Eric Lonergan joined M&G in 2006 as a member of Dave Fishwick's multi asset team. Eric is currently manager of the M&G Episode Defensive Fund, launched in September 2012, as well as co-manager of the M&G Episode Macro Fund, launched in 2010. Prior to joining M&G, Eric was managing director and head of macro research at JP Morgan Cazenove. He has a BA in politics, philosophy and economics from Pembroke College, Oxford, and an MSc in economics from the London School of Economics.
Political developments have dominated market commentary for much of the last two years. However, such commentary is often overly focused on short term considerations: trying to forecast short term price moves around elections, or considering which areas of the market will be the winners and losers from particular polices. In… Watch the video
The defining characteristic of US economic data since the financial crisis is not stagnation, but stability. We all look back on the Great Moderation with incredulity at the hubris of economists. But has reality morphed into the Greatest Moderation?
There was always a kernel of truth in the… Read the article
The recent shifts in political ideology around the world have been fought against a background of increased tensions over wage levels and a fear of job insecurity in the wake of both globalisation, and more recently, technological advances. These issues underpin much of the political discussion… Read the article
Eras of political and economic consensus define the risk characteristics of assets; what is risky and what is safe depends on the regime we are living in. As an example, the Cold War era produced very different return profiles and correlations to the ‘neo-liberal’ phase that has characterised… Watch the video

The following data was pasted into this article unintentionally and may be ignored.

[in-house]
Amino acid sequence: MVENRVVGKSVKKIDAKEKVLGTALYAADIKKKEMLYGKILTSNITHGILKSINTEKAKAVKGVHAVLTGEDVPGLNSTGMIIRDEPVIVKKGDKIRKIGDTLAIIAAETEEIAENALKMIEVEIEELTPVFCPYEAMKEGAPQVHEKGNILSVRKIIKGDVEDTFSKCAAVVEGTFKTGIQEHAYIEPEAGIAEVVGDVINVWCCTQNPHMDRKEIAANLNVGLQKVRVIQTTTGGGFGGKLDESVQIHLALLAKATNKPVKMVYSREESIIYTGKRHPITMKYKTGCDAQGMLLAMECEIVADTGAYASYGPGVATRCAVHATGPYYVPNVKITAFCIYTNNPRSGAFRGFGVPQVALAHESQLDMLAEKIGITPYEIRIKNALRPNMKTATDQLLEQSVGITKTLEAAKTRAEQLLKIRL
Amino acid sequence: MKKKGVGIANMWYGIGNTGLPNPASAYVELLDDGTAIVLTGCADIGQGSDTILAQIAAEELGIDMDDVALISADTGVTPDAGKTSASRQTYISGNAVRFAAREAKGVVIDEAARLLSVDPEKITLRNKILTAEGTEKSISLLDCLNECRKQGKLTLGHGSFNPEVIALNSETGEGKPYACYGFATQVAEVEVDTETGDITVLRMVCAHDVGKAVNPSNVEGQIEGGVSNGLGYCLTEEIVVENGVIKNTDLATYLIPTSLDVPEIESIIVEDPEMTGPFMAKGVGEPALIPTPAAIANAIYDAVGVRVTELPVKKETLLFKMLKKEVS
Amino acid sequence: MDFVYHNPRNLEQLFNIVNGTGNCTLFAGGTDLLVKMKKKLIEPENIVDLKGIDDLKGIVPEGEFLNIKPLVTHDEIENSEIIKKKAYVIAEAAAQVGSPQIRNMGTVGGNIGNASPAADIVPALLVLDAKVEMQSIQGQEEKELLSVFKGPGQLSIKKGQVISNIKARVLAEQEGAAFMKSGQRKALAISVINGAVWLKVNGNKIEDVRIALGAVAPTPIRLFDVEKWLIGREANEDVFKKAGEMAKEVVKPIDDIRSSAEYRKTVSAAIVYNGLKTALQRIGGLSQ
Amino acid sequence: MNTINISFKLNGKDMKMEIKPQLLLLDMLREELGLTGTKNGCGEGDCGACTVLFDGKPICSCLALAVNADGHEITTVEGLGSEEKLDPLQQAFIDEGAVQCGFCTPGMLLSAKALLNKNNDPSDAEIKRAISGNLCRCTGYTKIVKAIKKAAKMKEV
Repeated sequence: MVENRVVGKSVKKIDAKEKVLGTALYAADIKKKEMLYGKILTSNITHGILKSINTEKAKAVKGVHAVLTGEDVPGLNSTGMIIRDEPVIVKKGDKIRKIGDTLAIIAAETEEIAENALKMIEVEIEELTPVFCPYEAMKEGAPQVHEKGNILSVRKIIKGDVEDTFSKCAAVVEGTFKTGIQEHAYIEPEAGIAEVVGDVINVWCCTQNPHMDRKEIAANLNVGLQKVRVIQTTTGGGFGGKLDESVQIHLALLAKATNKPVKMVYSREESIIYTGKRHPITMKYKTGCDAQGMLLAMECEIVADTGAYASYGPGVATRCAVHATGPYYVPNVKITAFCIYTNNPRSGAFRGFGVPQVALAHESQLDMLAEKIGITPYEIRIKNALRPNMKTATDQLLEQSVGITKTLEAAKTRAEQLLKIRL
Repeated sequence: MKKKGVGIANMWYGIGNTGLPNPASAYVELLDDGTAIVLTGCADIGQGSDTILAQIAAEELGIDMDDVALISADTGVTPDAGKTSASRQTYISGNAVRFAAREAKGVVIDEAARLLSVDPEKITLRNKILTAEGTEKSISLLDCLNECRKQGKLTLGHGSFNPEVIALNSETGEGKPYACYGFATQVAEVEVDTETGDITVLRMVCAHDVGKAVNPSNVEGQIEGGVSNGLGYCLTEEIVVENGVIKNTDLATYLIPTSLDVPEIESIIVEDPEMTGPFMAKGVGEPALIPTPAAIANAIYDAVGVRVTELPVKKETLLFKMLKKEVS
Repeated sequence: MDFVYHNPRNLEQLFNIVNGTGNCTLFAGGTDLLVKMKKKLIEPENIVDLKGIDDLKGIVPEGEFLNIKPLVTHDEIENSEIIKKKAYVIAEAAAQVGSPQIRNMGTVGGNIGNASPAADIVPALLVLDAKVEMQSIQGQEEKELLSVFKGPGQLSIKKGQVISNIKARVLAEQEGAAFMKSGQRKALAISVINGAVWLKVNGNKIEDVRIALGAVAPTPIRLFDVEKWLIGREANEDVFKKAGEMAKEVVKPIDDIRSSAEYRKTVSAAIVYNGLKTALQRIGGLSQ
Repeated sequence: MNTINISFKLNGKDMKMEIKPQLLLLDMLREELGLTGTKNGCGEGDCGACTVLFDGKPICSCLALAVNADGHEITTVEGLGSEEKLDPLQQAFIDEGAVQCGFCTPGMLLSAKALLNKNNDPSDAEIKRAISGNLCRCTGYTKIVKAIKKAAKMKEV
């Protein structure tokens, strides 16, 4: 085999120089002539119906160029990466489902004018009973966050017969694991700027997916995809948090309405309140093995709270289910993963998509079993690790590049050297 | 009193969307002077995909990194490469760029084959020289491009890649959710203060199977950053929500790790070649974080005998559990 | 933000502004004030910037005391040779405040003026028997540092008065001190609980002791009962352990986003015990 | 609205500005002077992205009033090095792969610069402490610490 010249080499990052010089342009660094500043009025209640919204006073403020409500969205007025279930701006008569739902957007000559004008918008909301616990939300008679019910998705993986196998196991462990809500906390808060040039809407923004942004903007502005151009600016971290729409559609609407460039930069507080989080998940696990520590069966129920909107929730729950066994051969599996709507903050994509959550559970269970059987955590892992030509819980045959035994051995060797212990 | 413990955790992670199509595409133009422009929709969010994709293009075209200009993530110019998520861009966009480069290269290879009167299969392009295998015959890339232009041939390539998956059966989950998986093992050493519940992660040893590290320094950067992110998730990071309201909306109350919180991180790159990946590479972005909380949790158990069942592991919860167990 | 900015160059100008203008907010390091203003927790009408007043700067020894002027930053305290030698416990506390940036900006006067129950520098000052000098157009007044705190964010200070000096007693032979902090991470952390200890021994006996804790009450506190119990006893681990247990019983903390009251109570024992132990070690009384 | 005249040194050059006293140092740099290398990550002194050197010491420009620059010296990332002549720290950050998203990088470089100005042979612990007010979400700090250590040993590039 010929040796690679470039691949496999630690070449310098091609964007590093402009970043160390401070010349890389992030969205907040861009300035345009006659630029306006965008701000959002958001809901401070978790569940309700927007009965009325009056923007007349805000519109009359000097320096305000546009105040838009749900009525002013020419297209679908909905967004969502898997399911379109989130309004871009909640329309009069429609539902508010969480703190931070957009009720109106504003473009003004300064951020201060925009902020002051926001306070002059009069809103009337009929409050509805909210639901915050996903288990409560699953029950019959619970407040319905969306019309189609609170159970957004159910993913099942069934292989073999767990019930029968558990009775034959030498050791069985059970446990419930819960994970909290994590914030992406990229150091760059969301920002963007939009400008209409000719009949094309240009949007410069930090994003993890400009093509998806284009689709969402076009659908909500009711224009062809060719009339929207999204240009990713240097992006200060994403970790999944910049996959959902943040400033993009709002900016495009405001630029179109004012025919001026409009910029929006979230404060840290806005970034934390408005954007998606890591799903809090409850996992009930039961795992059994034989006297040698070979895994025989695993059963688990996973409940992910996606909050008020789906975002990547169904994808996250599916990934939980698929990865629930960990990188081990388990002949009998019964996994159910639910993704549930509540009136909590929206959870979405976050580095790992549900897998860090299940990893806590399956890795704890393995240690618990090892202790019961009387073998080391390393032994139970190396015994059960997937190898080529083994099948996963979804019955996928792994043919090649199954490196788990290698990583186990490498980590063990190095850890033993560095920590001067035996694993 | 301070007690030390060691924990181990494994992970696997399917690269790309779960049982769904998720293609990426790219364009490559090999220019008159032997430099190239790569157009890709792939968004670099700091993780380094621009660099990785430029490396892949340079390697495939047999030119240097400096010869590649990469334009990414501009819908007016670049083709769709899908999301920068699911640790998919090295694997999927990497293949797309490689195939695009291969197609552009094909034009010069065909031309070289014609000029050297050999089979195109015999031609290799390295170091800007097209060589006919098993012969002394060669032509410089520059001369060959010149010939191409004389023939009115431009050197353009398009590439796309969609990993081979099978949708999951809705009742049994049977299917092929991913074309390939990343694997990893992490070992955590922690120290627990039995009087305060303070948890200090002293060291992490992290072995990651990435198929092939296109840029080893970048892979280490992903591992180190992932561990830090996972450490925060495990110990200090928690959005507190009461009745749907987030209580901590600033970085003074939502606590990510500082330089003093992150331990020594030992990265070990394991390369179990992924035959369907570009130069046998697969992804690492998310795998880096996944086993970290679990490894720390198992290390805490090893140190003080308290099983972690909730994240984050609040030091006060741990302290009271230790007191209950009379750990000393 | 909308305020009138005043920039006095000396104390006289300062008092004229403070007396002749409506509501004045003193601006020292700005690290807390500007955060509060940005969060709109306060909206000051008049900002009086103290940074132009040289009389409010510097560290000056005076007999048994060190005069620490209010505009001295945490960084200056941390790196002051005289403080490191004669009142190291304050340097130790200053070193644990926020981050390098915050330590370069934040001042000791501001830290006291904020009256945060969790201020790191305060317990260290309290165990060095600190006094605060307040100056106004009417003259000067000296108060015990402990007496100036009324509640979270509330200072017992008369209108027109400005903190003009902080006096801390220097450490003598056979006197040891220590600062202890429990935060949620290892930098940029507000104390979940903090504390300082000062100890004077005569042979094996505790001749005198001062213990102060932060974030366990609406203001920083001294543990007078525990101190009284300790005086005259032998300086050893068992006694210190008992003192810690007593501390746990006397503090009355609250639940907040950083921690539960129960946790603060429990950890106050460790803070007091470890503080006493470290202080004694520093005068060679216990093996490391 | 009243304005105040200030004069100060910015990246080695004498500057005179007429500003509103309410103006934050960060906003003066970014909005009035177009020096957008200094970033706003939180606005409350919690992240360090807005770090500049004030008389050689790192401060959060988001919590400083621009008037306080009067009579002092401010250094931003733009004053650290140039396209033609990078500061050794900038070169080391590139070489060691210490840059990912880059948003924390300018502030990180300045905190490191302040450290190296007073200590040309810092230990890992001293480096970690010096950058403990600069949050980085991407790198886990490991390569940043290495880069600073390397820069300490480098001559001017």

Earlier this year, Matthew Klein at FT’s Alphaville, made a typically punchy and well-argued case for abandoning a cornerstone of the current macro policy framework – the NAIRU.
This inelegant acronym (“Non-Accelerating Inflation Rate of Unemployment”) refers to the rate of unemployment which is consistent with stable inflation.… Read the article
Why is the Bank of Japan (BoJ) trying to raise the rate of inflation? Taking account of its demographic profile, Japan’s economic performance has been impressive by developed world standards, as Anne Richards at Bond Vigilantes recently points out, and the economy appears to be at close to… Read the article
Markets remain obsessed with relatively minor changes in US official interest rates expectations. The FOMC revealed that at least three interest rate increases next year look reasonable, slightly higher than prior forecasts of two. No one should be surprised. Given the starting point levels of interest rates, the relative insensitivity… Read the article
It seems apposite that Matteo Renzi’s term as Italian Prime minister should end in this way. For investors, this referendum was a surreal distraction. The population were voting on the nuance of domestic decision making, but Eurozone membership means that there is limited scope for those decisions to impact the… Read the article
It’s Brexit all over again. The surge in anti-establishment sentiment is definitively global. Brexit can no longer be dismissed as a freak event. It is a trend. Donald Trump looks almost certain to win, by defying his party, the media, and conventional politics. Populism is coming to power. The critical… Read the article
Recent shifts in policy direction by global central banks may prove to be profound. Since the financial crisis, most major Central Banks have responded to weak growth with ever lower rates or further bond buying. Today, a consensus may be emerging that these are the policies of the past. Not… Read the article